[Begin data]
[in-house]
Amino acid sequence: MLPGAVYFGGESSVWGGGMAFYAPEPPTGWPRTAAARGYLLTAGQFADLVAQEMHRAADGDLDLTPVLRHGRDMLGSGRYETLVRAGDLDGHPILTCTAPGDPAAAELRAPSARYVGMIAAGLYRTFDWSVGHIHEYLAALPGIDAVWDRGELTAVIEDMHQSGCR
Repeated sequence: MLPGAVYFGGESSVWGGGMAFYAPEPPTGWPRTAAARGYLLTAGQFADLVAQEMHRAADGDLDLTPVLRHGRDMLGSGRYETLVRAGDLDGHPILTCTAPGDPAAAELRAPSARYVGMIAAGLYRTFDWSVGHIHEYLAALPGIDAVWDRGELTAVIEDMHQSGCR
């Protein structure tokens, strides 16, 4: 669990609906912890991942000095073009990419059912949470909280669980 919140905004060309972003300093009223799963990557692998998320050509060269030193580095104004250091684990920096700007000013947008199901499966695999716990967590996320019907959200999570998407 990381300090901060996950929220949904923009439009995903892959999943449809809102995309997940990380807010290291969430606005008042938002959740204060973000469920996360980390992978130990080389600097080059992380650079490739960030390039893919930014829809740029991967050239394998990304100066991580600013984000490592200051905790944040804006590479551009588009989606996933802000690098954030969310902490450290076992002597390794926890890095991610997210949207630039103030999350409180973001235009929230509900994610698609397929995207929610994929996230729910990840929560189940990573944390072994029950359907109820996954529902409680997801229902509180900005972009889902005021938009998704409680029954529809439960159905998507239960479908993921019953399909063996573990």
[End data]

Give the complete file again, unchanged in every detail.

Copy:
[in-house]
Amino acid sequence: MLPGAVYFGGESSVWGGGMAFYAPEPPTGWPRTAAARGYLLTAGQFADLVAQEMHRAADGDLDLTPVLRHGRDMLGSGRYETLVRAGDLDGHPILTCTAPGDPAAAELRAPSARYVGMIAAGLYRTFDWSVGHIHEYLAALPGIDAVWDRGELTAVIEDMHQSGCR
Repeated sequence: MLPGAVYFGGESSVWGGGMAFYAPEPPTGWPRTAAARGYLLTAGQFADLVAQEMHRAADGDLDLTPVLRHGRDMLGSGRYETLVRAGDLDGHPILTCTAPGDPAAAELRAPSARYVGMIAAGLYRTFDWSVGHIHEYLAALPGIDAVWDRGELTAVIEDMHQSGCR
């Protein structure tokens, strides 16, 4: 669990609906912890991942000095073009990419059912949470909280669980 919140905004060309972003300093009223799963990557692998998320050509060269030193580095104004250091684990920096700007000013947008199901499966695999716990967590996320019907959200999570998407 990381300090901060996950929220949904923009439009995903892959999943449809809102995309997940990380807010290291969430606005008042938002959740204060973000469920996360980390992978130990080389600097080059992380650079490739960030390039893919930014829809740029991967050239394998990304100066991580600013984000490592200051905790944040804006590479551009588009989606996933802000690098954030969310902490450290076992002597390794926890890095991610997210949207630039103030999350409180973001235009929230509900994610698609397929995207929610994929996230729910990840929560189940990573944390072994029950359907109820996954529902409680997801229902509180900005972009889902005021938009998704409680029954529809439960159905998507239960479908993921019953399909063996573990």